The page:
Our coloumist, Sapphire Bates, founder of Coven Girl Gang, writes about how chasing success often means chasing your tail.
Success seems to be everywhere you look; you’ve only got to open Instagram, or have a quick browse on Twitter, to be bombarded with hoards of people achieving big things.
Ambition is great, obviously. I love seeing people smashing their goals… but what about those of us that aren’t that ambitious? Are we in some ways lesser than those that have reached ‘success’?
I worry that we are putting too much pressure on ourselves, and others, to smash bigger goals. Goals that are getting harder to reach each and every time.
As the founder of Coven Girl Gang – a platform focused on helping people achieve their goals – writing this might seem odd. Please, bear with me, whilst I try to explain.
I’m not averse to people achieving goals. In fact, I spend a lot of time harping on at people to set themselves goals.
I spend my days encouraging people to figure out what their goals are, and what sort of time span they want to achieve them in.
I think that, without goals, we can end up aimlessly drifting, with no destination in sight. However, as I head towards my mid-twenties (gulp!), I think my views on life and work are shifting.
I entered into the world of work at 16. I was a scrappy, eager and determined little thing. A weekend job at Debenhams wasn’t enough for me – even being at college full time too. I wanted to be trusted with overtime, and pushed for more and more responsibility. In my naive eyes, more work meant more money. And more money, meant more success.
By 18, I’d switched to a seemingly better job in retail, and was quickly pushing for a promotion and longer hours; both of which they granted me three months in. A year later? I was bored of my job, again. (And I’d been kicked out of college.)
Working at a floristry, making tea and sweeping the floors to get by, my eagerness for success crept back. I chased more pay rises. I joined the gym. I ran a marathon (never again, 26 miles is A REALLY LONG WAY!).
I wasn’t satisfied. Can you see the cycle?
Today, I’m 24, with two businesses and very little time off. Now – before you think this article is just me being a narcissistic arsehole – I want to say that the nearing of my 25th birthday, and mounting stress from a far too busy work schedule, has led me to a rain check.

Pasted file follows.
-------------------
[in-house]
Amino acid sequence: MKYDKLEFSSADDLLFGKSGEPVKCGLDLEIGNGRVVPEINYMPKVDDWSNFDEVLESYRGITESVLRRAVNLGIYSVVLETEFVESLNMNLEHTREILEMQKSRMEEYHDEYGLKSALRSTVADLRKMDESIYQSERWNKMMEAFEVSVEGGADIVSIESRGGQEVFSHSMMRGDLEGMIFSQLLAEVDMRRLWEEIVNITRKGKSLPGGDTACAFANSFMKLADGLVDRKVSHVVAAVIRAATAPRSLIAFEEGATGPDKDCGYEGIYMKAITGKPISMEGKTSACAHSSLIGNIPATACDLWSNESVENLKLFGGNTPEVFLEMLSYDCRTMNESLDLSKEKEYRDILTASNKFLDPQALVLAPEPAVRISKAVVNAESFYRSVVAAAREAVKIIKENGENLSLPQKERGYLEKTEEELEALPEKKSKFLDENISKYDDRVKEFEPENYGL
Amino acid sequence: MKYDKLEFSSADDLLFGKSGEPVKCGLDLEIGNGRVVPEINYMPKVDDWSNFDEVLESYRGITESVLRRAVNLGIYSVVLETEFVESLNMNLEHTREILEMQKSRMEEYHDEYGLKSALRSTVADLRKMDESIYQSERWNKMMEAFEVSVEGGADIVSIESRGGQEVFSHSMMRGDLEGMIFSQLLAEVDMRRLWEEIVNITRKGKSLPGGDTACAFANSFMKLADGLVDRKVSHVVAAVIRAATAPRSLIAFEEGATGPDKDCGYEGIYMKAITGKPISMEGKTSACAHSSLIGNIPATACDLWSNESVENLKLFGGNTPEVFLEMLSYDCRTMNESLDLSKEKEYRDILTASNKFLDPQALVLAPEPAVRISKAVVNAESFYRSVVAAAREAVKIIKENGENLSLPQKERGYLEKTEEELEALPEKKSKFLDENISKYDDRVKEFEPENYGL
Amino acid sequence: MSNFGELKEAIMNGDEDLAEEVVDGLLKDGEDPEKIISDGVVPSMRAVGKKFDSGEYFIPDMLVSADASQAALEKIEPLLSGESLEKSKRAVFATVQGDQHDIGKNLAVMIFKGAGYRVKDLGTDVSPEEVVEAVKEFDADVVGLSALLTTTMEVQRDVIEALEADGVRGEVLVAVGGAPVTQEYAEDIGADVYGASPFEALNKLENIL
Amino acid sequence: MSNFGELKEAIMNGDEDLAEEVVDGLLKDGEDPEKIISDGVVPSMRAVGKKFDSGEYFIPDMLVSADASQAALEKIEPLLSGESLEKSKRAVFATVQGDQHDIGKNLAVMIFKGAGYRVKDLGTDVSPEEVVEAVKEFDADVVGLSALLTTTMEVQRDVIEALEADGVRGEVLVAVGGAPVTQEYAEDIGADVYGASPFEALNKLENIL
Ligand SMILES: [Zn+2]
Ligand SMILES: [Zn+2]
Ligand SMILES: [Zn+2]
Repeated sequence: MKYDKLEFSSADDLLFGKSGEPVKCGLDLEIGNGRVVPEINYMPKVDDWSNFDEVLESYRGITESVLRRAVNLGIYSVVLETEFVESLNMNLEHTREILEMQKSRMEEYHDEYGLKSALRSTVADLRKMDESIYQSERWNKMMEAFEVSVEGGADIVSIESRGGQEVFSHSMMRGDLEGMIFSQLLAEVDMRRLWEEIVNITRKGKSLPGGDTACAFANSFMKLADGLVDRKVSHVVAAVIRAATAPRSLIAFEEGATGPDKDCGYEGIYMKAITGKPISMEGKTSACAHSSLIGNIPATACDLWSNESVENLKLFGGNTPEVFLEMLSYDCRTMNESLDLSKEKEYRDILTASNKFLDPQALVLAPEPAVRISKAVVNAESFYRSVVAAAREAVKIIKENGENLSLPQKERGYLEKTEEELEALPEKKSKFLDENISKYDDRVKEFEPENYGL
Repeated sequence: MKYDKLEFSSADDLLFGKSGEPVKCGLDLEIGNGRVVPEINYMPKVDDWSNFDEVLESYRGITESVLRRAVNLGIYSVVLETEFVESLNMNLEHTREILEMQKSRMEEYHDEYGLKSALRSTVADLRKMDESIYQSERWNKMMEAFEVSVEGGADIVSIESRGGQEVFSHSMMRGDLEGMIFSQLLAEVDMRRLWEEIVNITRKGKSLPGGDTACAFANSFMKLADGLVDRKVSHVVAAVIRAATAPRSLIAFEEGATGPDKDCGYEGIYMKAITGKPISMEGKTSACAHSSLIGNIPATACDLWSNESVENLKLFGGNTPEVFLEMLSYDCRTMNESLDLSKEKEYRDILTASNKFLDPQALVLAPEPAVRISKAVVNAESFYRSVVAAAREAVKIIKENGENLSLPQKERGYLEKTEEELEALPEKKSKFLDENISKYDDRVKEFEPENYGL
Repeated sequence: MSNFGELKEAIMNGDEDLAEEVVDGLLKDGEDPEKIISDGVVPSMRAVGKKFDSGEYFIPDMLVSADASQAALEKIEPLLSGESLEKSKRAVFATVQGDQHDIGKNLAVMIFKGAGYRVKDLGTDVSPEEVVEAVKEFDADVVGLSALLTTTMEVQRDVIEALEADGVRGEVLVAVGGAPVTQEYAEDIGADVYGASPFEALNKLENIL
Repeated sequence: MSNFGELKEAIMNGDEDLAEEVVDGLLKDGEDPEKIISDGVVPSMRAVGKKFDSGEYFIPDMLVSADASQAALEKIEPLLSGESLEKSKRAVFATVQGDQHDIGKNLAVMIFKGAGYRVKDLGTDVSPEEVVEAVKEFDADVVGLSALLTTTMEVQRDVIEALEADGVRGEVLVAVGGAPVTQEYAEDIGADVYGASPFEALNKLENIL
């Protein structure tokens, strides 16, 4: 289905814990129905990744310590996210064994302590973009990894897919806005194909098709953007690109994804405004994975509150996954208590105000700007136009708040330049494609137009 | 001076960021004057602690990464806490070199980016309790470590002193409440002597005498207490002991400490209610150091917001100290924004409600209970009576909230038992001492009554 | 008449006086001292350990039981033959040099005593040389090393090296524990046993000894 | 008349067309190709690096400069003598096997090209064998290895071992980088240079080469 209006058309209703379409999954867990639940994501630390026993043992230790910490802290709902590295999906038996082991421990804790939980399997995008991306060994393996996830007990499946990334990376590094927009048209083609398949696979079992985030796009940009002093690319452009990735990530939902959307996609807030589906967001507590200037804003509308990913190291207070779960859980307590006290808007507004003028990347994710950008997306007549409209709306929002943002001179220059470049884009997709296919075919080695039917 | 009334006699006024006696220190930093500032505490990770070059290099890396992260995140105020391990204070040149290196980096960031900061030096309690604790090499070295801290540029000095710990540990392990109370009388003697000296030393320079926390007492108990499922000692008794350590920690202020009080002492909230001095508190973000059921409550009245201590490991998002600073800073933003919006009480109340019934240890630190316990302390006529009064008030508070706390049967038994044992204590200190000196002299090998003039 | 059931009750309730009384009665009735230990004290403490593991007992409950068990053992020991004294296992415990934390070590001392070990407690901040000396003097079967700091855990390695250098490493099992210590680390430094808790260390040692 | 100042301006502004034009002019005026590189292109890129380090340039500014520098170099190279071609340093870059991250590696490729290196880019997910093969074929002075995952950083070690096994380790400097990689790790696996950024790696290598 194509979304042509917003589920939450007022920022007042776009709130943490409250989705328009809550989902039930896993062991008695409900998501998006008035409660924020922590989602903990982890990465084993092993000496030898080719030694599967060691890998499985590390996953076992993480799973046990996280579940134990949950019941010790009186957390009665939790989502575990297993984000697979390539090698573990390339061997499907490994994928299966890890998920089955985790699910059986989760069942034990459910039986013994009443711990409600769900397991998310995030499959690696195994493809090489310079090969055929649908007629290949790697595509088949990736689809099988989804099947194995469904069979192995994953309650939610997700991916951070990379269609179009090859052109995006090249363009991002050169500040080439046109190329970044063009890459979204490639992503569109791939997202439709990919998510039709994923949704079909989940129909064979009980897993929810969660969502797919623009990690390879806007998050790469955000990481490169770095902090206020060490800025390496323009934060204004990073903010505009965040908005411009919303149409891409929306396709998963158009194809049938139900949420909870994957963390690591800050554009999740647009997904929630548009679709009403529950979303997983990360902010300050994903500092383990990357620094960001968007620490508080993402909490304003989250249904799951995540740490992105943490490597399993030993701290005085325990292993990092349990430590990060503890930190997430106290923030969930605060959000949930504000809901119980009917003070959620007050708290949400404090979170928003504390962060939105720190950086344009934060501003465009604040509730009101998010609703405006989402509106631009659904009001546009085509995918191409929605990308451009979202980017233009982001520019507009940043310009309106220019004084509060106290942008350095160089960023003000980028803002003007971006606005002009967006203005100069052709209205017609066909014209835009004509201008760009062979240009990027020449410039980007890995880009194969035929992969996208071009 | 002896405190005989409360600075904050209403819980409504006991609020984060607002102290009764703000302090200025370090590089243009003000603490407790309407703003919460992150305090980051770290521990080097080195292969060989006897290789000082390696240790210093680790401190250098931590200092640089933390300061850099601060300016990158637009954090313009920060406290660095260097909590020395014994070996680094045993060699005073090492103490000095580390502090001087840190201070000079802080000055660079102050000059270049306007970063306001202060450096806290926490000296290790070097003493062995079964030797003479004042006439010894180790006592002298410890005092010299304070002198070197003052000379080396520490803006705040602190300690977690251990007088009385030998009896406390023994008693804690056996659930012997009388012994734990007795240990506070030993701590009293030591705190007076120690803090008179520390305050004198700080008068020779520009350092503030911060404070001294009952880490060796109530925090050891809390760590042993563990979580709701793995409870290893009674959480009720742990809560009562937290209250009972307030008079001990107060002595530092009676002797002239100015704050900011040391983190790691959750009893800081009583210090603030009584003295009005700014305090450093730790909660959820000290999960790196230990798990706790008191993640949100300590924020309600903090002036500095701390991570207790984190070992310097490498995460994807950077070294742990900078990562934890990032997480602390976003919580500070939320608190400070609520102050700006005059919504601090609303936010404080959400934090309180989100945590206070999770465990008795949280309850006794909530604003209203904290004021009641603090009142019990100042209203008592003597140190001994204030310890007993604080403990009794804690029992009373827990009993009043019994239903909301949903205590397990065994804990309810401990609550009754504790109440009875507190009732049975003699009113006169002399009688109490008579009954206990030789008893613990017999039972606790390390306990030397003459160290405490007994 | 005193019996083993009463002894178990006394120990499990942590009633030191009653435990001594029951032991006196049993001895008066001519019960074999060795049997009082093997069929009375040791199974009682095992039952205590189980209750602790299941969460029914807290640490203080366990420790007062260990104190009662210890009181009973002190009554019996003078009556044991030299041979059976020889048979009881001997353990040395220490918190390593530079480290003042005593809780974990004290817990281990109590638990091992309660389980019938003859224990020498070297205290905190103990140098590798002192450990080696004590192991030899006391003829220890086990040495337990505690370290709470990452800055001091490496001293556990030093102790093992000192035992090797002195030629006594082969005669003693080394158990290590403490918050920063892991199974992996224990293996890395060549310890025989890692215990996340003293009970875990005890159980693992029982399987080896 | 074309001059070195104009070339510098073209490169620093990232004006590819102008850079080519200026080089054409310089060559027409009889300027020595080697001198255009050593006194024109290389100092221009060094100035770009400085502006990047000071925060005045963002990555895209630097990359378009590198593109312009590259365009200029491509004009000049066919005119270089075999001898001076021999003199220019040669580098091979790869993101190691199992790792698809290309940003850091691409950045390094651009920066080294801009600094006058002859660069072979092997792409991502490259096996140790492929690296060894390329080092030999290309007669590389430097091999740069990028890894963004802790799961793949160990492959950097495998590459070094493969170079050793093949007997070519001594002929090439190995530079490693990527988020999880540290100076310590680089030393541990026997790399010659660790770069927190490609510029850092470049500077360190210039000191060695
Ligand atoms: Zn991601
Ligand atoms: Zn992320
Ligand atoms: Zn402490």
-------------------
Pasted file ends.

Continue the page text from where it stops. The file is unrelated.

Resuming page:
This pattern may seem obvious to you, but I’ve only just come to realise the cycle. Every year, I was trying to ‘one up’ myself. I continuously mounted pressure to achieve something more impressive than the year before. But, I’ve finally come to realise, that it’s had a detrimental affect on my happiness and well-being.
I haven’t been taking time to focus on my achievements, or stopping to re-check if I still wanted what I thought I did. I was solely focused on achieving success, which led me to miss out. I didn’t have any reckless teenage years, or do anything crazy and spontaneous, because it didn’t fit into my self-implemented timescale for success.
I was achieving, for the sake of achieving. My slightly egotistical fear of appearing ‘unsuccessful’ held me back.
So, I stopped. I took a deep breath, and told the world that I wouldn’t be taking on any more. I made the decision to create goals that led me towards happiness, not success. But really, happiness should be the definition of success – right?
And so, through all of this doing and this thinking, I’ve ended up here, writing this article.
I’ve spent a lot of time thinking about the pressure social media is putting on younger generations to be successful.
Should we really be pushing ourselves into a stressful strive for success, or should we be encouraging each other to discover what makes us happy? Should our goals be leading us towards the perfect lifestyle situation, instead of having such a focus on success? I know which one sounds better to me, what about you?
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Said by the queen that is Michelle Obama. Today can be rough for some of us and that’s OK to let yourself be with those feelings but remember that no matter what everyone else is posting of their best bits, their highlights of 2018 etc… it doesn’t affect what you’ve achieved this year. You’re no less successful because your highlight reel doesn’t look as impressive as someone else’s. Success is personal to you and you alone. Success is about achieving the things you wanted to achieve, if that’s getting out of bed 9/10 then that’s OK. Success isn’t always about glamorous holidays or six figures in the bank. It’s whatever you want it to be.